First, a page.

Not everybody is fretting over the fate of the news business. Online comments on a recent FT analysis of US newspapers' troubles bid "good riddance" to the "regime apologists" writing "Leninist propaganda" for what they dubbed the American equivalents of Tass or Pravda.
Such views are not unusual among America's polarised media consumers, but at institutions pondering the future of news, measured fretting remains the more common tone. This week, the (non-partisan) Pew Research Center's Project for Excellence in Journalism published a sober annual report into the state of the US news media.
Taking in everything from Fox News to Native American radio, it weighs the hopeful finding that people consume more news in the mobile era with the concern that news organisations are falling further behind big technology intermediaries on which they increasingly depend for traffic.
Its analysis is familiar for any content company awed by Apple's $100bn cash hoard or Facebook's possible $80bn IPO valuation: that the news industry has little control over its digital destiny.
Google, Amazon, Facebook, Apple and a few others control the devices, operating systems, browsers, email services, social networks and web platforms on which consumers consume content, Pew noted. They have become useful new distributors for content companies, but also potent new rivals for revenues.
Five tech companies, led by Google, Facebook and Yahoo, soak up two-thirds of all online advertising revenue, Apple and Amazon dominate media downloads to mobile devices, and no content producer can rival their data-driven ability to sell valuable targeted advertising, Pew added.
Faced with such challenges, its authors mused, how long would it be before a technology behemoth such as Facebook bought a legacy media brand such as the Washington Post to ensure the survival of a content supplier its users value?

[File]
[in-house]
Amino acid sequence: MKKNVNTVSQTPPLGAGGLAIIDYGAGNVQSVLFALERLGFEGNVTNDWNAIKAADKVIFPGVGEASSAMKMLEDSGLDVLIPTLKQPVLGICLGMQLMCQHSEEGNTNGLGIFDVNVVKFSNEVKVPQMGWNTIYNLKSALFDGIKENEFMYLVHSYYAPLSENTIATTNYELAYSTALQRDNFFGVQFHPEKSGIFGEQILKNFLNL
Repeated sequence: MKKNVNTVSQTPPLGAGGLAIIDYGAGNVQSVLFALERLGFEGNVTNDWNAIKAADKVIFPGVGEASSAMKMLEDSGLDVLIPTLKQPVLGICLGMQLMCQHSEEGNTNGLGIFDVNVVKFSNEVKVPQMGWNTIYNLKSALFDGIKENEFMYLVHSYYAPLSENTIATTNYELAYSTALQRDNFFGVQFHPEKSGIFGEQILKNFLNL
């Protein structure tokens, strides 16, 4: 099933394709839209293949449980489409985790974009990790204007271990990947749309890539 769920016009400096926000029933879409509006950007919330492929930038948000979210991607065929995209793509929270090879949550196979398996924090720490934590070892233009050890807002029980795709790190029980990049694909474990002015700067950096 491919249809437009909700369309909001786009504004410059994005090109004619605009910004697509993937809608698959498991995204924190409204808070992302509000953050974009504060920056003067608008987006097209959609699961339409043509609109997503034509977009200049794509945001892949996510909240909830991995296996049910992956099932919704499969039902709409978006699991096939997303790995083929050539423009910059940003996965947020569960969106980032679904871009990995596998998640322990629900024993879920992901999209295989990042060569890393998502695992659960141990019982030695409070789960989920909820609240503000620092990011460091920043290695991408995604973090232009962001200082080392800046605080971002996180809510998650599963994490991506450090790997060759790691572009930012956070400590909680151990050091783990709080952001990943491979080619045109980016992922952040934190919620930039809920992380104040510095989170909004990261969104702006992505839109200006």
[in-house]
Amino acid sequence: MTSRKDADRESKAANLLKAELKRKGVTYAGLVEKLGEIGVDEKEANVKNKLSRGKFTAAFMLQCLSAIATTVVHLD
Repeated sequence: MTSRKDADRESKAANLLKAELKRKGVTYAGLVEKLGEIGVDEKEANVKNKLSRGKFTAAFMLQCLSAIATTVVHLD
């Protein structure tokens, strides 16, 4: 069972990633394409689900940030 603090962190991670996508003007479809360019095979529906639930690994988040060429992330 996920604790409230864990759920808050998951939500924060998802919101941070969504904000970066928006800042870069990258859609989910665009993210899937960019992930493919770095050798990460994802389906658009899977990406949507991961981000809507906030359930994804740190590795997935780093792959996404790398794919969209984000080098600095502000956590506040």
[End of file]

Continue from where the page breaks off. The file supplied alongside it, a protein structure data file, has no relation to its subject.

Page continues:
Don't hold your breath. Such arguments have an echo in the music industry, where spirits would occasionally be lifted by wishful rumours that Apple was about to buy a label owner. Yet nobody made a convincing case for why iTunes would benefit from owning Lady Gaga's recordings but not those of Adele.
Such deals look equally unlikely in news, where it is similarly unclear what Facebook would gain from having a lock on any one content source. Yet recent partnerships serve as a reminder that news brands still have alternatives other than hoping for a wealthy suitor.
Facebook's Social Reader tool has been adopted by newspapers from the Washington Post to the Guardian, Google's YouTube video site is funding shows from Reuters, and Yahoo is taking news videos from ABC News. Revenues are modest, but such initiatives are sensible efforts to widen news companies' sources of income. Behind their journalistic missions, most news organisations have always been commercial operations that sell audiences to advertisers. That is little different from what Facebook or Google do, but there are three important distinctions that should give the news industry hope.
First, they have skills in creating the content digital newcomers like to aggregate. In an era of content overload, this alone is no assurance of profit. News brands must focus on ensuring that their content is both valuable to their customers and distinctive from the mass of free content available elsewhere. Equally, they need to ensure that they are compensated fairly for its reuse on others' sites.
Second, they have long relationships with advertisers, from the local car dealer to big brands such as Ford. But sales teams must rethink the idea that they are selling print or TV ads, and realise they are in the same business as Google or Facebook.
Last year, Pew noted, newspapers' digital advertising rose just 6.8 per cent as the market grew 23 per cent, and their websites made little use of high-priced, targeted advertising. News brands need to do a better job of competing for digital revenue, playing up the cross-platform value of their legacy print or TV outlets. Third, many media owners â€“ even struggling newspapers â€“ have one often-overlooked advantage: a business model with a dual revenue stream including circulation or subscription income. They should take advantage of it.
The debate about charging for news remains a polarising one (disclosure: the FT was among the early champions of digital subscriptions), but so does the rise of targeted advertising. If those consumers who want news to survive are queasy about accepting more targeted commercial intrusions, they will have little choice but to pay up. Those who want content to be free will pay a different price, surrendering more of their privacy online.
Andrew Edgecliffe-Johnson is the FT's Media Editor
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